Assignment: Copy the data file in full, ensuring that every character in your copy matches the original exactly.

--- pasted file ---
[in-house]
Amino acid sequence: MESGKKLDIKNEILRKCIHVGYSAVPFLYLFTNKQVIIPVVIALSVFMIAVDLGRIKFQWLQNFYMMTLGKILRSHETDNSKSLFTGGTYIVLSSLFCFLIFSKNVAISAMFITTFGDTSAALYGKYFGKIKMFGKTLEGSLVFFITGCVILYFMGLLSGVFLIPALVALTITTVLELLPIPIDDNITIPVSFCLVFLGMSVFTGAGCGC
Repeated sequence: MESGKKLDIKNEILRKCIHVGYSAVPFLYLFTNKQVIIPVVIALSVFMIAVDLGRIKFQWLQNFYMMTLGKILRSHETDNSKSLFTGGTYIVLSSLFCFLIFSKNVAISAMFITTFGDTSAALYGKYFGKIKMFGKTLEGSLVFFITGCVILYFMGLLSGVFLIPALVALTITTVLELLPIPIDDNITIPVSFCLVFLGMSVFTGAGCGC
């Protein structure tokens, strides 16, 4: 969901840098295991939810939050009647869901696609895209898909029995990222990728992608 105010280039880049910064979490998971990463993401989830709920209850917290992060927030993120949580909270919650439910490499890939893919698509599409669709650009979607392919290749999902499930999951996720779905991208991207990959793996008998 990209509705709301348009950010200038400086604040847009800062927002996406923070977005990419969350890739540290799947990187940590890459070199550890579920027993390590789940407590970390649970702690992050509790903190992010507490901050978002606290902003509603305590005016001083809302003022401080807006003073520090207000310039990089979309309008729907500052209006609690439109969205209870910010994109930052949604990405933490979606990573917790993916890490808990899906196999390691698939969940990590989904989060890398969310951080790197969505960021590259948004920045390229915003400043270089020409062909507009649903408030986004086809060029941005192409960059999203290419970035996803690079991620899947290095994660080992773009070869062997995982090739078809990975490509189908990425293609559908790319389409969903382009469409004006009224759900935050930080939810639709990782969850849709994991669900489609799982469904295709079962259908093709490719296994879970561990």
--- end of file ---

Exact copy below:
[in-house]
Amino acid sequence: MESGKKLDIKNEILRKCIHVGYSAVPFLYLFTNKQVIIPVVIALSVFMIAVDLGRIKFQWLQNFYMMTLGKILRSHETDNSKSLFTGGTYIVLSSLFCFLIFSKNVAISAMFITTFGDTSAALYGKYFGKIKMFGKTLEGSLVFFITGCVILYFMGLLSGVFLIPALVALTITTVLELLPIPIDDNITIPVSFCLVFLGMSVFTGAGCGC
Repeated sequence: MESGKKLDIKNEILRKCIHVGYSAVPFLYLFTNKQVIIPVVIALSVFMIAVDLGRIKFQWLQNFYMMTLGKILRSHETDNSKSLFTGGTYIVLSSLFCFLIFSKNVAISAMFITTFGDTSAALYGKYFGKIKMFGKTLEGSLVFFITGCVILYFMGLLSGVFLIPALVALTITTVLELLPIPIDDNITIPVSFCLVFLGMSVFTGAGCGC
């Protein structure tokens, strides 16, 4: 969901840098295991939810939050009647869901696609895209898909029995990222990728992608 105010280039880049910064979490998971990463993401989830709920209850917290992060927030993120949580909270919650439910490499890939893919698509599409669709650009979607392919290749999902499930999951996720779905991208991207990959793996008998 990209509705709301348009950010200038400086604040847009800062927002996406923070977005990419969350890739540290799947990187940590890459070199550890579920027993390590789940407590970390649970702690992050509790903190992010507490901050978002606290902003509603305590005016001083809302003022401080807006003073520090207000310039990089979309309008729907500052209006609690439109969205209870910010994109930052949604990405933490979606990573917790993916890490808990899906196999390691698939969940990590989904989060890398969310951080790197969505960021590259948004920045390229915003400043270089020409062909507009649903408030986004086809060029941005192409960059999203290419970035996803690079991620899947290095994660080992773009070869062997995982090739078809990975490509189908990425293609559908790319389409969903382009469409004006009224759900935050930080939810639709990782969850849709994991669900489609799982469904295709079962259908093709490719296994879970561990």